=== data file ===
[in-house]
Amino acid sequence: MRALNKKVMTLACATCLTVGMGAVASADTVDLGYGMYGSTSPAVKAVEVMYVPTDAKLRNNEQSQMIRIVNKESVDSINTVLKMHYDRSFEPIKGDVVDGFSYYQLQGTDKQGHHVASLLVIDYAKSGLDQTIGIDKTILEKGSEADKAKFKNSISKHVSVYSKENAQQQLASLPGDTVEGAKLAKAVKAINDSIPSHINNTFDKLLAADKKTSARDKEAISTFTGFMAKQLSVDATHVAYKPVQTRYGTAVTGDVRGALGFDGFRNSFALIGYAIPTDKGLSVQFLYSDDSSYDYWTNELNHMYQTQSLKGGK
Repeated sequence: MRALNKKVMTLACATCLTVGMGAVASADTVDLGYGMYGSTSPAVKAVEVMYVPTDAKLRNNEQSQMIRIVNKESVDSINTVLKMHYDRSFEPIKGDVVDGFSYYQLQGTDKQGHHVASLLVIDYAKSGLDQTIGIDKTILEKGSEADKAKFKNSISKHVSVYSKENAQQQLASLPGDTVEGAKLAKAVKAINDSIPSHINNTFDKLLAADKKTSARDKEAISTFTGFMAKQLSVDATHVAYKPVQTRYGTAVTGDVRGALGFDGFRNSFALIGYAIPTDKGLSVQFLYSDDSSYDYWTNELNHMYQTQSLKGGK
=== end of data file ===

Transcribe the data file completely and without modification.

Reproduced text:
[in-house]
Amino acid sequence: MRALNKKVMTLACATCLTVGMGAVASADTVDLGYGMYGSTSPAVKAVEVMYVPTDAKLRNNEQSQMIRIVNKESVDSINTVLKMHYDRSFEPIKGDVVDGFSYYQLQGTDKQGHHVASLLVIDYAKSGLDQTIGIDKTILEKGSEADKAKFKNSISKHVSVYSKENAQQQLASLPGDTVEGAKLAKAVKAINDSIPSHINNTFDKLLAADKKTSARDKEAISTFTGFMAKQLSVDATHVAYKPVQTRYGTAVTGDVRGALGFDGFRNSFALIGYAIPTDKGLSVQFLYSDDSSYDYWTNELNHMYQTQSLKGGK
Repeated sequence: MRALNKKVMTLACATCLTVGMGAVASADTVDLGYGMYGSTSPAVKAVEVMYVPTDAKLRNNEQSQMIRIVNKESVDSINTVLKMHYDRSFEPIKGDVVDGFSYYQLQGTDKQGHHVASLLVIDYAKSGLDQTIGIDKTILEKGSEADKAKFKNSISKHVSVYSKENAQQQLASLPGDTVEGAKLAKAVKAINDSIPSHINNTFDKLLAADKKTSARDKEAISTFTGFMAKQLSVDATHVAYKPVQTRYGTAVTGDVRGALGFDGFRNSFALIGYAIPTDKGLSVQFLYSDDSSYDYWTNELNHMYQTQSLKGGK